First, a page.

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Product Details

  • ISBN-13: 9780700614004
  • Publisher: University Press of Kansas
  • Publication date: 9/28/2005
  • Edition description: New Edition
  • Edition number: 1
  • Pages: 542
  • Product dimensions: 6.66 (w) x 9.62 (h) x 1.78 (d)

Table of Contents

List of Acronyms


Introduction: First Hidden, Then Lost

Part 1. The Truman Era, 1947-1952

No "American Gestapo, " But "No More Pearl Harbors"

Initial Oversight: Budgets and Covert Action

"A South American Pearl Harbor"

The Soviet A-Bomb: "We Apparently Don't Have the Remotest Idea"

Communists and "Perverts" in the CIA

Korea: "No Better Today Than on December 7, 1941"


The "Dirty Business"


CIA Subcommittees, Intelligence Roles, and Budgets

"We Don't Let Just Anybody Look at Our Files"

"There Will Be No Changes"

Part 2. The Eisenhower Era, 1953-1960


Getting "Taberized"

Guatemala: "Sterilizing the Red Infection"

Mr. Mansfield Goes to the Senate

Joseph McCarthy: The CIA's Other Would-Be Overseer

"You, Who Championed Our Cause"

Barons Restored

"Dodging Dead Cats"

"They Have to Have a Building"

The New Mansfield Resolution: Two Surprises

"We Have a History of Underestimation"

Hungary and the Suez: "We Had a Very Good Idea, Senator"


An Early "Year of Intelligence"?

"I Cannot Always Predict When There Is Going to Be a Riot"

Iraq: "Our Intelligence Was Just Plain Lousy"

Return to the Missile Gap

From the Pforzheimer Era to the Warner Era

Subordinating Intelligence?

In and Out of Hearing Rooms

"Who Are Our Liquidators?"

"I'd Like to Tell Him to His Face What I Think about Him"

U-2: "We Have Felt These Operations Were Appropriate"

Pouring Oil on Fire

"Their Answer to That Demand": Congressional Paternity?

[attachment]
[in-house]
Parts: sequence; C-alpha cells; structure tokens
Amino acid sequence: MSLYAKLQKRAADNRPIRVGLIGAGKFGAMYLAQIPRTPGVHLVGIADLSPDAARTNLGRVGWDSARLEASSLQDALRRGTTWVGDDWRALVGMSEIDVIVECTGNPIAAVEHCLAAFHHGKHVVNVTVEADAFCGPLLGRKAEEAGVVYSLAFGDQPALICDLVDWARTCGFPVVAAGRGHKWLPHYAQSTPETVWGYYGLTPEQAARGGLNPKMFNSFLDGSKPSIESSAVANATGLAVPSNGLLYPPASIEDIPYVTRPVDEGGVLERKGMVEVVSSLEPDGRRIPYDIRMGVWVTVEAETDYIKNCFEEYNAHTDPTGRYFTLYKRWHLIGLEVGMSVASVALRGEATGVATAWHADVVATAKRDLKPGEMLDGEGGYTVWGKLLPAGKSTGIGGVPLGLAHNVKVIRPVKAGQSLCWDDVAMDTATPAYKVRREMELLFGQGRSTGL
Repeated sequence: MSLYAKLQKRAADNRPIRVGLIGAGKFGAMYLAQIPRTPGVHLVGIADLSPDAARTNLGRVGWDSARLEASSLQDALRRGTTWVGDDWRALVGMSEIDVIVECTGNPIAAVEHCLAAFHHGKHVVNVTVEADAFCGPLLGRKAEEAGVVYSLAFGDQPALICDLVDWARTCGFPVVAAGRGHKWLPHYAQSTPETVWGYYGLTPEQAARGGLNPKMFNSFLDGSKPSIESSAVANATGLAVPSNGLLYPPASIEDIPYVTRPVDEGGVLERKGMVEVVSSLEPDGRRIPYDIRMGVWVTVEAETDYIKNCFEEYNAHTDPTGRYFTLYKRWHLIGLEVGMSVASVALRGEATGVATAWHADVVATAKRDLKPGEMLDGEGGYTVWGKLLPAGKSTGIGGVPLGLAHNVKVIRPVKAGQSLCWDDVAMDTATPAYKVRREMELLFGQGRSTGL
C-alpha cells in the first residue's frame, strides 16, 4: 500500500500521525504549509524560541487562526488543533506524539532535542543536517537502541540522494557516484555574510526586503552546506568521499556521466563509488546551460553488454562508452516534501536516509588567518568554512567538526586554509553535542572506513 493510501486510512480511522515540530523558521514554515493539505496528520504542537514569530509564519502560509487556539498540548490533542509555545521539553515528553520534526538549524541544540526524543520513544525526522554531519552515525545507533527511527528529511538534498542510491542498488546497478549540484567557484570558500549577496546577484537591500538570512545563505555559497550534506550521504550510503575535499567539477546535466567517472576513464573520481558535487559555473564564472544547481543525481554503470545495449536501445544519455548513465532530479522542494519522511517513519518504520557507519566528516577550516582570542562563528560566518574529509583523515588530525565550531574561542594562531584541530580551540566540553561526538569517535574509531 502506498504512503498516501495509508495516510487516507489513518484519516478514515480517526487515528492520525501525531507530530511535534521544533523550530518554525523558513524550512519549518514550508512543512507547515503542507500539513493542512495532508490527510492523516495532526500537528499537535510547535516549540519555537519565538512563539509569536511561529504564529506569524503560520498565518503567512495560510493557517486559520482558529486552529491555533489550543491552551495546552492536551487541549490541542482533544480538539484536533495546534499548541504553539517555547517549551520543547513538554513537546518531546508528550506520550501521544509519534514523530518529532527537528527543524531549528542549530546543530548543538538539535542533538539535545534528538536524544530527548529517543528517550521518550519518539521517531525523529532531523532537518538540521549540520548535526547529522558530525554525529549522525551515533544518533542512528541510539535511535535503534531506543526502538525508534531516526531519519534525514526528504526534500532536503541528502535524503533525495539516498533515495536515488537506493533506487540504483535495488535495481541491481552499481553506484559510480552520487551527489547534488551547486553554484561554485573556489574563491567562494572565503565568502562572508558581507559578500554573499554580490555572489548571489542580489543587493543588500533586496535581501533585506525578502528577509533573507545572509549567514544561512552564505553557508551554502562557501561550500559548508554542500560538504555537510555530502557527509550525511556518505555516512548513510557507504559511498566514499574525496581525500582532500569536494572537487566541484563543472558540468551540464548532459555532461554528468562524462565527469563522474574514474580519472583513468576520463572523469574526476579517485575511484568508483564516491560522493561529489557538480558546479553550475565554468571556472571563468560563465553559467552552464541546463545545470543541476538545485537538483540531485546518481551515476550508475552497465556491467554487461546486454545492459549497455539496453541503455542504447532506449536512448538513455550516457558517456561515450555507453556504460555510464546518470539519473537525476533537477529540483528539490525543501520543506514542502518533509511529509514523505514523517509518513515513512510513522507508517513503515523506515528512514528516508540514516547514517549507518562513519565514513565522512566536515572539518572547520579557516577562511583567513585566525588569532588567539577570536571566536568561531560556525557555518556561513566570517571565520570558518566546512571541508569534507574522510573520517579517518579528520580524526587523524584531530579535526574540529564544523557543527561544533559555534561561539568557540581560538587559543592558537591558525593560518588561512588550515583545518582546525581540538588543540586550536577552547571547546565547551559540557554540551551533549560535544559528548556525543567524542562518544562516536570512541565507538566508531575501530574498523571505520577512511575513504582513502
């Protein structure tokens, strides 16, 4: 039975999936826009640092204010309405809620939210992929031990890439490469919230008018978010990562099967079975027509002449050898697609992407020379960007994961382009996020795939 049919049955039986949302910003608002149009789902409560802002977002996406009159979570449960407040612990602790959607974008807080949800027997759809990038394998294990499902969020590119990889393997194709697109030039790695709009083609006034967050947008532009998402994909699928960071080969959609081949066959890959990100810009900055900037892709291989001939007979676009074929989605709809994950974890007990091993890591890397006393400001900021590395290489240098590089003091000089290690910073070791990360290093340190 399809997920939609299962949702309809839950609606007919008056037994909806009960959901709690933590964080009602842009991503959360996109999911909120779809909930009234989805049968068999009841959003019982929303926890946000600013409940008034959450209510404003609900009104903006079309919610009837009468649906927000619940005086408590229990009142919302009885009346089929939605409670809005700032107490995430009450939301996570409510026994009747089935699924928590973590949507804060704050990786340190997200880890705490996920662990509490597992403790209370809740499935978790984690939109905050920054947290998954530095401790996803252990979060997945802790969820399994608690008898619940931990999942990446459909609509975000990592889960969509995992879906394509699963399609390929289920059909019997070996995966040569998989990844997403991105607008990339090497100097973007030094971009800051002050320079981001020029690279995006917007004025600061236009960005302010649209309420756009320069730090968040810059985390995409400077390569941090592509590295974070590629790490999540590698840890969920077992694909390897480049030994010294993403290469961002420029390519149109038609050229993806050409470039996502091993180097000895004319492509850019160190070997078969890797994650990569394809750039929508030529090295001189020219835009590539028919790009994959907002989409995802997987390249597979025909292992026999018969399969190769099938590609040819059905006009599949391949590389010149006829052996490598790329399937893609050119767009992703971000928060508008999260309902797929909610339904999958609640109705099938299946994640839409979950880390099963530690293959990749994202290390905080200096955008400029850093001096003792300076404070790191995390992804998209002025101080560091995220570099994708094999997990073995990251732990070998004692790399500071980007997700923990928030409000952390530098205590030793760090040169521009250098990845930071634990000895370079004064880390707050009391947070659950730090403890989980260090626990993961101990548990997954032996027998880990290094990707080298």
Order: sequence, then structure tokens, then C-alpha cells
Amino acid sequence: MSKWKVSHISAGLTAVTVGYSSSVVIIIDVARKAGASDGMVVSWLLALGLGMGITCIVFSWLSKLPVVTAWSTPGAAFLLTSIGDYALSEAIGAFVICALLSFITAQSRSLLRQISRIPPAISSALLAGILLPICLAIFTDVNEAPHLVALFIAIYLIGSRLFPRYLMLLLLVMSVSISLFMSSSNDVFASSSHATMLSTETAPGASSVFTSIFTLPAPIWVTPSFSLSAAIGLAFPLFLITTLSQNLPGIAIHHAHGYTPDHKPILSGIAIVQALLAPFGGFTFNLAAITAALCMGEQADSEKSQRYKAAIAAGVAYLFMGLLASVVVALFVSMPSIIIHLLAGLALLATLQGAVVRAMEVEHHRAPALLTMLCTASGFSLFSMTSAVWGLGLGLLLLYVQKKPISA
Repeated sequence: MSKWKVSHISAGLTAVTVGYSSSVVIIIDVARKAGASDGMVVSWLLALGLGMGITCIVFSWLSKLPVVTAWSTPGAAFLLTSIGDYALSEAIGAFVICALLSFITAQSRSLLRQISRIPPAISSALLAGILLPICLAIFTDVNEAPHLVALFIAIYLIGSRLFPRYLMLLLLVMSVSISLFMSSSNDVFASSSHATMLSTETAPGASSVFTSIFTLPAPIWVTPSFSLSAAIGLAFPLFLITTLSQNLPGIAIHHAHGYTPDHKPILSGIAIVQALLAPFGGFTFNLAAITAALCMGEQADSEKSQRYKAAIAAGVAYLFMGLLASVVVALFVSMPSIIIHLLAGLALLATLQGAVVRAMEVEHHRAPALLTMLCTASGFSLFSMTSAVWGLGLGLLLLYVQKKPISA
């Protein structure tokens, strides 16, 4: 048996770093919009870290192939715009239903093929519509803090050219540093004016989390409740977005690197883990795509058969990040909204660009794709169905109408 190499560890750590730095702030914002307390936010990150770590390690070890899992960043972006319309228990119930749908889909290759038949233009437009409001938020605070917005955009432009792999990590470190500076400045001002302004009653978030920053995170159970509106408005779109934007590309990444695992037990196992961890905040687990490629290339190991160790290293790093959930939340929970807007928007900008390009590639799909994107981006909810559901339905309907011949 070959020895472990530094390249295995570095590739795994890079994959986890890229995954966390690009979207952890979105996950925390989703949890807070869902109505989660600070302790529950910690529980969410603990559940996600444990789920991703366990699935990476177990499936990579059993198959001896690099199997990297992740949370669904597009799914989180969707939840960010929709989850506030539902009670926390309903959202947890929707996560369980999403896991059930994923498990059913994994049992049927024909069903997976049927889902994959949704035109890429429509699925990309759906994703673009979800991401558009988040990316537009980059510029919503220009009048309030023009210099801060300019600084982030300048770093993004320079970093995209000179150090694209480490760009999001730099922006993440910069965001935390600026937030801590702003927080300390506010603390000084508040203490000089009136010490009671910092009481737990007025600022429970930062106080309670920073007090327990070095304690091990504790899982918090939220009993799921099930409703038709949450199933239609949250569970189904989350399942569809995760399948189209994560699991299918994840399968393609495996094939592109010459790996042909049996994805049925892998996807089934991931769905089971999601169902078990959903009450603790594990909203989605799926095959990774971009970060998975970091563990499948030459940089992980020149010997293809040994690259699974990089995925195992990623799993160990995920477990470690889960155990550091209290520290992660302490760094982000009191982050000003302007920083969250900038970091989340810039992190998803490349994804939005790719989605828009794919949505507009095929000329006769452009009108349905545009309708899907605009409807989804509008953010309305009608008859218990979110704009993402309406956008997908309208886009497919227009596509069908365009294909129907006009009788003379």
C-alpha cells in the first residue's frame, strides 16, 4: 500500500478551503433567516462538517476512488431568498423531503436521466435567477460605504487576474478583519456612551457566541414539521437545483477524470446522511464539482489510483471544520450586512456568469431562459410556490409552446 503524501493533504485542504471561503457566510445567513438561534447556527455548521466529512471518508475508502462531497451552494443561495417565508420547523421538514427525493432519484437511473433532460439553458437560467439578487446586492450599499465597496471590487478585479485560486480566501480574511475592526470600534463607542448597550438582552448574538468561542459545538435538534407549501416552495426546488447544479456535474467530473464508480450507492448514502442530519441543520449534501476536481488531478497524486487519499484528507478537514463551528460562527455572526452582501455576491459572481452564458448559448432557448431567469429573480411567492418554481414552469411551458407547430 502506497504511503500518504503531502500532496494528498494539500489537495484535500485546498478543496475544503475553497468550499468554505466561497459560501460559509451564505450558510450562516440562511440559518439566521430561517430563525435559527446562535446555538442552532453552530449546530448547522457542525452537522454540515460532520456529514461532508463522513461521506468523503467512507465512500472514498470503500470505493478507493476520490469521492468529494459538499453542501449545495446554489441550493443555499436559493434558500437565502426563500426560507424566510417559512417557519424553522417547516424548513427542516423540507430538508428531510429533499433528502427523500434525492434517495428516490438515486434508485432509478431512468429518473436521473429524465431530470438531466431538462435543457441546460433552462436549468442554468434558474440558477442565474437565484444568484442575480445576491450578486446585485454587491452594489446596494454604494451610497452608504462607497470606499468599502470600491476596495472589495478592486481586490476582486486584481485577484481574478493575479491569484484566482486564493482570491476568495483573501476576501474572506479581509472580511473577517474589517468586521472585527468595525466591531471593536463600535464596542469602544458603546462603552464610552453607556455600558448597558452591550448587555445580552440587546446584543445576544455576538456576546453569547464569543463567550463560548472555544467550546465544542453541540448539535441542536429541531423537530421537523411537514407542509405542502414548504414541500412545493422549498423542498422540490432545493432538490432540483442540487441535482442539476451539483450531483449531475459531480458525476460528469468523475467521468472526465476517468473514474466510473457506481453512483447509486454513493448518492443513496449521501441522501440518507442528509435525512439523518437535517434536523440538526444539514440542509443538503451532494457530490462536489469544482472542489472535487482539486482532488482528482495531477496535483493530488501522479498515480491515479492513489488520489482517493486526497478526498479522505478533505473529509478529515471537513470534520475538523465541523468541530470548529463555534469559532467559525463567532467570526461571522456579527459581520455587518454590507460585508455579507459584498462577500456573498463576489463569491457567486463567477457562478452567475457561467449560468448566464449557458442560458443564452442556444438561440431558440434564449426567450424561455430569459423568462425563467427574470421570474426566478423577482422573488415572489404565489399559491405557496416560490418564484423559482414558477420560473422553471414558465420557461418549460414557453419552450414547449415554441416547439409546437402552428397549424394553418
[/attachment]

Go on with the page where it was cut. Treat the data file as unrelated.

"My Opinion of the CIA Went Skyrocketing"

Part 3. Cuba, the CIA, and Congress: 1960-1961

Castro: "This Fellow Is Bad and Ought to Go"

"What is the Rationale behind That?"

"I Agree That You Had to Replace Dulles"

Afterword: Alarms


Selected Bibilography


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Sort by: Showing all of 3 Customer Reviews
  • Anonymous

    Posted October 10, 2006

    New Insights and Enjoyable to Read

    The 2006 D.B. Hardeman Prize for the best book on Congress published in 2005 has been awarded to 'The CIA and Congress'. Don Bacon, a member of the award committee, says: 'David Barrett has given us an engrossing account of the highly secret, often contentious relationship between Congress and its post-World War II creation, the Central Intelligence Agency. Thoroughly researched, rich in fascinating detail, 'The CIA and Congress' focuses on the spy agency's early years, when the Cold War was at its peak. The author relies heavily on previously hidden official records and his own insightful interviews to show that our lawmakers worried more about the new agency's potential for mischief and kept it on a shorter leash than has been previously known.'